‘Islanders Read the Classics’ continues: Paul Karasik on ‘Maus’

Paul Karasik — Brittany Bowker

In 1991, Art Spiegelman’s breakout graphic novel “Maus” appeared on the New York Times bestseller list for both fiction and nonfiction. This list switch was not a James Frey–type scandal, in which a popular memoirist is exposed as a fiction writer. It was author-instigated. Spiegelman spent 13 years working on “Maus,” which tells the story in cartoon panels (Jews are drawn as mice and Nazis as cats) of Vladek Spiegelman, a Jewish survivor of Hitler’s Europe, and his son, Art, a cartoonist, who conducts a series of interviews with his father about his wartime experiences as he works on a book, in comic form, about his father’s story.

After “Maus,” which was released in two volumes, appeared for three weeks on the fiction list, Spiegelman wrote a letter to the Times objecting to their assessment that the book was a work of fiction. He ended his letter with these words: “I know that by delineating people with animal heads, I’ve raised problems of taxonomy for you. Could you consider adding a special ‘nonfiction/mice’ category to your list?”

The following week, “Maus” appeared on the nonfiction list with the following explanation: “Art Spiegelman’s ‘Maus II’ (Pantheon) will move to the nonfiction category on Sunday. Mr. Spiegelman’s moving history of his family in Nazi Germany, told in a comic book whose protagonists are animals, confounded book reviewers and bookstore owners who had to classify it.

It is a biography, yet it’s a picture book. It’s history, but the events did not happen to mice and cats and dogs and pigs.”

“Maus” went on to become the first graphic novel to win a Pulitzer Prize, as well as a host of other awards, and is widely recognized as a seminal work that opened the door for storytellers to use the graphic-novel form. “‘Maus’ is an enduring classic. There’s no doubt about the book’s importance,” says cartoonist and West Tisbury resident Paul Karasik.

Mr. Karasik, whose cartoons have been published in the New Yorker, travels internationally to teach cartooning. He will be giving a talk about “Maus” on March 21 at 7 pm at the Oak Bluffs library. This event is part of the “Islanders Read the Classics” series of book talks.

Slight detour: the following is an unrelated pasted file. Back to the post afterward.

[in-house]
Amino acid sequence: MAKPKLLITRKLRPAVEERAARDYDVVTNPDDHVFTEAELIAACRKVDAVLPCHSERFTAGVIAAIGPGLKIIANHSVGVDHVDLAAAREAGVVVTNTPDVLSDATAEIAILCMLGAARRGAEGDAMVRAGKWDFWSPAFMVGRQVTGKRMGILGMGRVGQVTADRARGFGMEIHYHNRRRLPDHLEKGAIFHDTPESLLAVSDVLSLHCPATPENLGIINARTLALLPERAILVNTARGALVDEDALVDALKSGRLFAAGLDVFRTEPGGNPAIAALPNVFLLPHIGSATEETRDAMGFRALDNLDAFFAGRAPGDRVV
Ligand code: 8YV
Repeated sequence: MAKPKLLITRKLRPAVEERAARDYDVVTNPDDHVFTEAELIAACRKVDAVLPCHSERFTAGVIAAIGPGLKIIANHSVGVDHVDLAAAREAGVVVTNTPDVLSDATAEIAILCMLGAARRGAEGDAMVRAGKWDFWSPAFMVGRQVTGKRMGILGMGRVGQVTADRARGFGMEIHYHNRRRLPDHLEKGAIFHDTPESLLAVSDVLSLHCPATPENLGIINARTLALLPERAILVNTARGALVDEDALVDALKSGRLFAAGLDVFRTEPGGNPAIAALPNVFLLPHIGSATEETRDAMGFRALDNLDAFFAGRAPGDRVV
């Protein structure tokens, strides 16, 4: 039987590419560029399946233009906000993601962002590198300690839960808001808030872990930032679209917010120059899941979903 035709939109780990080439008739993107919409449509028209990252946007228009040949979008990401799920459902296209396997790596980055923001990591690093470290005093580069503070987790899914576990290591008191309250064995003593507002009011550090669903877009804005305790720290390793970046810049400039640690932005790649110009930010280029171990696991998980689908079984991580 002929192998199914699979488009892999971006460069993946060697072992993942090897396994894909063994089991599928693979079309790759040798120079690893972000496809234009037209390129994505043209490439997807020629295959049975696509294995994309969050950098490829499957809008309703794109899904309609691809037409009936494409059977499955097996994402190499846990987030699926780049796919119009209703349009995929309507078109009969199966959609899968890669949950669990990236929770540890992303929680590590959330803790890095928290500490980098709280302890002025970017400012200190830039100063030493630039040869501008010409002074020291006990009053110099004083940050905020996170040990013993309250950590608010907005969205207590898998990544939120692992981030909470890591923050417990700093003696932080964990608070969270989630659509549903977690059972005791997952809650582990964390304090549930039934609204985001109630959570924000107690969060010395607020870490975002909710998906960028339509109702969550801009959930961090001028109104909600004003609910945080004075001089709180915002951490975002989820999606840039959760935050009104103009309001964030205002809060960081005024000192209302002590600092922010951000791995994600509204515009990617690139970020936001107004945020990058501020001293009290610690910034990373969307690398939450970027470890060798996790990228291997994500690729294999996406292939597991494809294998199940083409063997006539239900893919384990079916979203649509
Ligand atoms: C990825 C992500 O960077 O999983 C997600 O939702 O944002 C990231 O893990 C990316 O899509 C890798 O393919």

Karasik first met Art Spiegelman in the early 1980s while taking a class on the history of comics at the School of Visual Arts in New York City. “I knew from the moment I stepped into his class that this was someone who spoke very directly and deeply to my interests,” he recalls. “I was pretty much up on the history of comics. Any book about the history of comics I had purchased — and I had thought about this stuff and looked at this stuff — but Spiegelman had gone so much farther down the road in terms of thinking about the sociopolitical history of the comics, and specifically for me, which was pivotal, was thinking about comics in a formal fashion. Comics having a specific language, a vocabulary, that could be manipulated to not only tell a story but also deliver subcontext and deeper meaning, and being thoughtful about it the way a novelist is thoughtful about it.”

Before long, Karasik found himself working with Spiegelman and his wife, Françoise Mouly, now the art editor of the New Yorker, on an underground anthology of comics for adults called Raw. “Maus,” which had originated as a short story in the underground comic Funny Aminals (sic), was serialized in Raw prior to being released as a book.

Karasik describes Spiegelman’s labor-intensive process as “a very studied approach to creating a final page of art,” which, he explains, “is to thumbnail an entire chapter out in teeny little sketches that can be easily manipulated. Just stick figures and basically picture notes to yourself. And then you begin to script it and simultaneously turn the thumbnails into deeper sketches.” In 1991, the Museum of Modern Art mounted an exhibition of work from the book.

“Maus” weaves a contemporary story of a cartoonist exploring his heritage through interviews with his father about his own experience during the Holocaust and the years leading up to it. “I’m really interested in structure and storytelling,” says Karasik. “So I’m intrigued by the way Art pulls off this very clever and extremely intentional balancing act of telling the story in the past and telling the story in the present, and shifting seamlessly between these two; he’s got wonderful ways, little tricks and hidden workings, to slide you back and forth.”

He adds, “And then on top of all of that, there’s this other layer of the whole project that makes it not merely a memoir, and not merely a history, and not merely a graphic novel, but it’s also embracing a postmodern sensibility. Because the book is also about making the book, and you don’t even realize that that’s like the third subject of the book, the making of the book.”
Paul Karasik’s discussion on Art Spiegelman’s “Maus” takes place on Tuesday, March 21, at 7 pm at the Oak Bluffs library. “Islanders Read the Classics” is sponsored by the Martha’s Vineyard Library Association and The Martha’s Vineyard Times.